While you're at the "All Florida Invitational," you'll probably be tempted to stroll back to the rear first-floor galleries, where you'll find "Boca Raton Collects: The Modernist Spirit Within Private Collections," featuring about 50 pieces from the collections of Gabriel Auerbach and Mr. and Mrs. Eli Plotch.
It's an oh-so-tasteful show that's also a bit bland. A straightforward, impressionist-style portrait of The Artist's Wife and Daughter (c. 1920) by William James Glackens stands out near the entrance, and a pleasing Thomas Hart Benton ink drawing of a female nude called The Apple of Discord (1947) is tucked away in back.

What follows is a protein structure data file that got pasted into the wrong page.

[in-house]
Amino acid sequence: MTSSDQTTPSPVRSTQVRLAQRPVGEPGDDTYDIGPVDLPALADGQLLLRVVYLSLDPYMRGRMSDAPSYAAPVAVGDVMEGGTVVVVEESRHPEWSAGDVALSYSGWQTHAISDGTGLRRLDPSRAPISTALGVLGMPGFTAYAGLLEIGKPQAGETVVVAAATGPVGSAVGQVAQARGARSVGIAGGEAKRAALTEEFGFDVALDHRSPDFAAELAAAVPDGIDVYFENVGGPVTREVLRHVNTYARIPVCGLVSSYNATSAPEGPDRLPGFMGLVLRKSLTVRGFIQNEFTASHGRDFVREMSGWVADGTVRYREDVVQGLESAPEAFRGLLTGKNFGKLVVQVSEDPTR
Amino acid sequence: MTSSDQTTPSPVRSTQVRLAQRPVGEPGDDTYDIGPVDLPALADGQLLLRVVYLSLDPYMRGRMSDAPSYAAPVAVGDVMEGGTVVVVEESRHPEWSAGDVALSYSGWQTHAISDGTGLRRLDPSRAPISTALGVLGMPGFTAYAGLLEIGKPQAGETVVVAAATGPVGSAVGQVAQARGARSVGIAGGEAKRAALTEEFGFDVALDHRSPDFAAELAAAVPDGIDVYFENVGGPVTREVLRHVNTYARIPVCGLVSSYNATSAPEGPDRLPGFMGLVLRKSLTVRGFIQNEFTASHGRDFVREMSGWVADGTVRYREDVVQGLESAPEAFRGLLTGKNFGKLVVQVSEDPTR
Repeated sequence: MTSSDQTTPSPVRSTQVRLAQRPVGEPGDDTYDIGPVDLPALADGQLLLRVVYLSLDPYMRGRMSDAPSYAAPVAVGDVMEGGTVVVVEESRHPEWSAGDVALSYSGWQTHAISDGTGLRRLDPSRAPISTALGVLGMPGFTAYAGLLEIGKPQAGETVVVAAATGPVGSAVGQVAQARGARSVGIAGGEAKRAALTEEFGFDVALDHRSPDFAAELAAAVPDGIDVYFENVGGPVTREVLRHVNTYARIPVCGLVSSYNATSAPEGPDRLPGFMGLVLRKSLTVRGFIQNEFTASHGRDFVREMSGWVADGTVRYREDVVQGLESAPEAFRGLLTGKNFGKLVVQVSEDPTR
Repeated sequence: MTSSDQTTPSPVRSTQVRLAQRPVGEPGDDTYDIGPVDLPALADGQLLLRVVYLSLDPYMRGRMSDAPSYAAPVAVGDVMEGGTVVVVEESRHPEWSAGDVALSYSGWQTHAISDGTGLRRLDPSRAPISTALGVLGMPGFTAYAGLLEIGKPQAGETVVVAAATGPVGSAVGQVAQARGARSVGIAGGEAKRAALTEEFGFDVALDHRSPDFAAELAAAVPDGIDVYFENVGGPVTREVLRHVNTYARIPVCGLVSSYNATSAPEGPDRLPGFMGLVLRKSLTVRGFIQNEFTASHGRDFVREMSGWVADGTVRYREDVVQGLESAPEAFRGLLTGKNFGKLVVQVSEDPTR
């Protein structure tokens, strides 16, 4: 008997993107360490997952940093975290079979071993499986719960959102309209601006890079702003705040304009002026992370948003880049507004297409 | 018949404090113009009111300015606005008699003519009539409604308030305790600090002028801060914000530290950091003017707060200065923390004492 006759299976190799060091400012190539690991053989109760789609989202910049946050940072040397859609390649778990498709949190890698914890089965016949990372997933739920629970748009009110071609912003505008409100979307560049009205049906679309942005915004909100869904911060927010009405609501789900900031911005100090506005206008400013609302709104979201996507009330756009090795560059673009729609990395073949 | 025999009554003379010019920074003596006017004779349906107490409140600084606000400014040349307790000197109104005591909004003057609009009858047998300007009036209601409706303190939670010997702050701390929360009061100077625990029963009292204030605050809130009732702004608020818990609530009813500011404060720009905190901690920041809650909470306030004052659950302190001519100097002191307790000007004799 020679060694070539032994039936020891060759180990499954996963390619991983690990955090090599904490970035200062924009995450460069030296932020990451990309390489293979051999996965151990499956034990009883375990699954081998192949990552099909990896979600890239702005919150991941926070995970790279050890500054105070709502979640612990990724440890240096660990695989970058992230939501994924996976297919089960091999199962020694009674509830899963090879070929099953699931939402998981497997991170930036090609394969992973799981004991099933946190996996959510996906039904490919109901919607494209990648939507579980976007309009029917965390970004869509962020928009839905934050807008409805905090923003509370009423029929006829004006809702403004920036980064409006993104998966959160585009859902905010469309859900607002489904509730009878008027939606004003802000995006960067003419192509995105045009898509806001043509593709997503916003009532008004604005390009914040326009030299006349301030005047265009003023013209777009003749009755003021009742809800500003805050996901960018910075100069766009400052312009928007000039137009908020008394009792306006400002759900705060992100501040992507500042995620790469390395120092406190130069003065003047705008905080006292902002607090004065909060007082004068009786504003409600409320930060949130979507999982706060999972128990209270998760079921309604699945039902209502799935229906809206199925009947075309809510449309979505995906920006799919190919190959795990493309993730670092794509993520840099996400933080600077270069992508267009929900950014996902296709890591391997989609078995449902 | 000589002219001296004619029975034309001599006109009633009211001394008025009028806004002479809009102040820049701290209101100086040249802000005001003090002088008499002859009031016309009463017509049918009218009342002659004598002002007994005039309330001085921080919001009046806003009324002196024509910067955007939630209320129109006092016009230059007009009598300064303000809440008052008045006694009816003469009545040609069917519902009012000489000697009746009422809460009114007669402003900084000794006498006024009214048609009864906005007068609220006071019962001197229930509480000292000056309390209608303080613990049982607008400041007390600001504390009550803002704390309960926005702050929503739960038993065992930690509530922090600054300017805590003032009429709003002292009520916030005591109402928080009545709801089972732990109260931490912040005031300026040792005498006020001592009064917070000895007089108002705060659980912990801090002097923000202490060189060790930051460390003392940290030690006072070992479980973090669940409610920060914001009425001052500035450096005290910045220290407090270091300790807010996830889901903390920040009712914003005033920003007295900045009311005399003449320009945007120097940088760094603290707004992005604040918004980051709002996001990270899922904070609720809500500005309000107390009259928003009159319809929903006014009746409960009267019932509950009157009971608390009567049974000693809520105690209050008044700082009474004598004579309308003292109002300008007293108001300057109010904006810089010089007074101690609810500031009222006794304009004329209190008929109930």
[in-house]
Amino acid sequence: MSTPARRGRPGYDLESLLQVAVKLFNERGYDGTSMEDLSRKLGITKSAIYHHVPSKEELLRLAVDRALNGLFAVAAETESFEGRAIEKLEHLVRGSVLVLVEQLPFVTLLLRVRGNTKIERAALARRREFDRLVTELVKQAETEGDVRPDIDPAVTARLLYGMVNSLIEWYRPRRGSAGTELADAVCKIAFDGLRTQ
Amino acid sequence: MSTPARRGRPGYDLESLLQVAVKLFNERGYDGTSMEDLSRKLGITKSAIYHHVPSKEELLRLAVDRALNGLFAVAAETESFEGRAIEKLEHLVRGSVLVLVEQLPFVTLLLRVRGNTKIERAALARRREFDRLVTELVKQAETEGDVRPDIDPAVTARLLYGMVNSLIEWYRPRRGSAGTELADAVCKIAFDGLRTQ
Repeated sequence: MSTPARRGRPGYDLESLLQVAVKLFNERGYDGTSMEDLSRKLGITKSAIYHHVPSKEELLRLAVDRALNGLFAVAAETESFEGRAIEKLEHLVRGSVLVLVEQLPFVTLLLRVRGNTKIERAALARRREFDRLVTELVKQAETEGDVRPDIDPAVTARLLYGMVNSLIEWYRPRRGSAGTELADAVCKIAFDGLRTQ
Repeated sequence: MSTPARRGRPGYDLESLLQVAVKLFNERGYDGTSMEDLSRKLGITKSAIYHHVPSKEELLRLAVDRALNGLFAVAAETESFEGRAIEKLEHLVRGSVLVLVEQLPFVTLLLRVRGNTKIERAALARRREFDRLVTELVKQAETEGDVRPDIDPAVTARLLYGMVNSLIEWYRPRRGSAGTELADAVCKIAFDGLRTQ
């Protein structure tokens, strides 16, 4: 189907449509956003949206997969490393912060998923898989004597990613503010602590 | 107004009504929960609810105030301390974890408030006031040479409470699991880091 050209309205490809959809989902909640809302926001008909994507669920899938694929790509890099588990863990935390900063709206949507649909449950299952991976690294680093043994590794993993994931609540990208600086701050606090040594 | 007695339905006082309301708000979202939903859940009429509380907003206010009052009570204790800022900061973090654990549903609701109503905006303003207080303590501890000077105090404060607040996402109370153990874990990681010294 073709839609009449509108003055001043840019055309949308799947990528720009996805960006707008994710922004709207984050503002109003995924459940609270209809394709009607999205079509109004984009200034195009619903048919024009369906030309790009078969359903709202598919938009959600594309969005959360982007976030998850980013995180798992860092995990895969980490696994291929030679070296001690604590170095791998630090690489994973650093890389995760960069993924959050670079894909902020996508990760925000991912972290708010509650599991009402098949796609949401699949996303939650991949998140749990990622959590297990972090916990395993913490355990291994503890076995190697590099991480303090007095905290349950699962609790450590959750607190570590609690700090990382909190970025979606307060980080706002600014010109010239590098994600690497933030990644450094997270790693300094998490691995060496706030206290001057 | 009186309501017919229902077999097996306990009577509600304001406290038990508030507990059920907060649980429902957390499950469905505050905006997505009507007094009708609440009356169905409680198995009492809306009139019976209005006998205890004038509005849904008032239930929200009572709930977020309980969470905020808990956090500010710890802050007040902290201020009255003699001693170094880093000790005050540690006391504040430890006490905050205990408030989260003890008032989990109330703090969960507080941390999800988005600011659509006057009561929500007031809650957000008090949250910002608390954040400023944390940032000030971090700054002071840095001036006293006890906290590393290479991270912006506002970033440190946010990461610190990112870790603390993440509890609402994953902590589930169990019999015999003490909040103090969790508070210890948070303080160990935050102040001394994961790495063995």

Gary Bolding's Self Portrait in Front of a Brice Marden Painting (1995-96) is one of the strongest works in the invitational
But the real treasure here is an uncharacteristically small 1862 oil called The Fishing Fleet by Albert Bierstadt, who was born in Germany but moved to America as a child and specialized in grandly romantic visions of his adopted country. Here he turns his eye for the nuances of sunlight to a shore at sunrise, and the results are breathtaking. It's easily the best thing in "Boca Raton Collects" and just as easily a match for the best pieces in the "50th Annual All Florida Invitational."